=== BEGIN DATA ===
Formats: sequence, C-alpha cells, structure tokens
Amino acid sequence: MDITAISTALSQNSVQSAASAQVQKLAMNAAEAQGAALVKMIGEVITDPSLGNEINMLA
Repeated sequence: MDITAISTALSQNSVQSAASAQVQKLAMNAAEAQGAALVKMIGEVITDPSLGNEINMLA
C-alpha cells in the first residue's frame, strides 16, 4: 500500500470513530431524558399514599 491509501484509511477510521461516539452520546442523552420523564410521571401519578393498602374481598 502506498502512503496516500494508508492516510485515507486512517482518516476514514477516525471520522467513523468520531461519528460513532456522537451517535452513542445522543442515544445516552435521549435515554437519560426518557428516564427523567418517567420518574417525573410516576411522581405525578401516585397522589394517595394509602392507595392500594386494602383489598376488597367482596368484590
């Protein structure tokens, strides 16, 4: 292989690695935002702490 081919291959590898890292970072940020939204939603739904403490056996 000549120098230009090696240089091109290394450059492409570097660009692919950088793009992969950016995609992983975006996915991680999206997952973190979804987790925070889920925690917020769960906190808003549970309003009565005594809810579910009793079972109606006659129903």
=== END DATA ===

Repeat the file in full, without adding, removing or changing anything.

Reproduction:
Formats: sequence, C-alpha cells, structure tokens
Amino acid sequence: MDITAISTALSQNSVQSAASAQVQKLAMNAAEAQGAALVKMIGEVITDPSLGNEINMLA
Repeated sequence: MDITAISTALSQNSVQSAASAQVQKLAMNAAEAQGAALVKMIGEVITDPSLGNEINMLA
C-alpha cells in the first residue's frame, strides 16, 4: 500500500470513530431524558399514599 491509501484509511477510521461516539452520546442523552420523564410521571401519578393498602374481598 502506498502512503496516500494508508492516510485515507486512517482518516476514514477516525471520522467513523468520531461519528460513532456522537451517535452513542445522543442515544445516552435521549435515554437519560426518557428516564427523567418517567420518574417525573410516576411522581405525578401516585397522589394517595394509602392507595392500594386494602383489598376488597367482596368484590
């Protein structure tokens, strides 16, 4: 292989690695935002702490 081919291959590898890292970072940020939204939603739904403490056996 000549120098230009090696240089091109290394450059492409570097660009692919950088793009992969950016995609992983975006996915991680999206997952973190979804987790925070889920925690917020769960906190808003549970309003009565005594809810579910009793079972109606006659129903």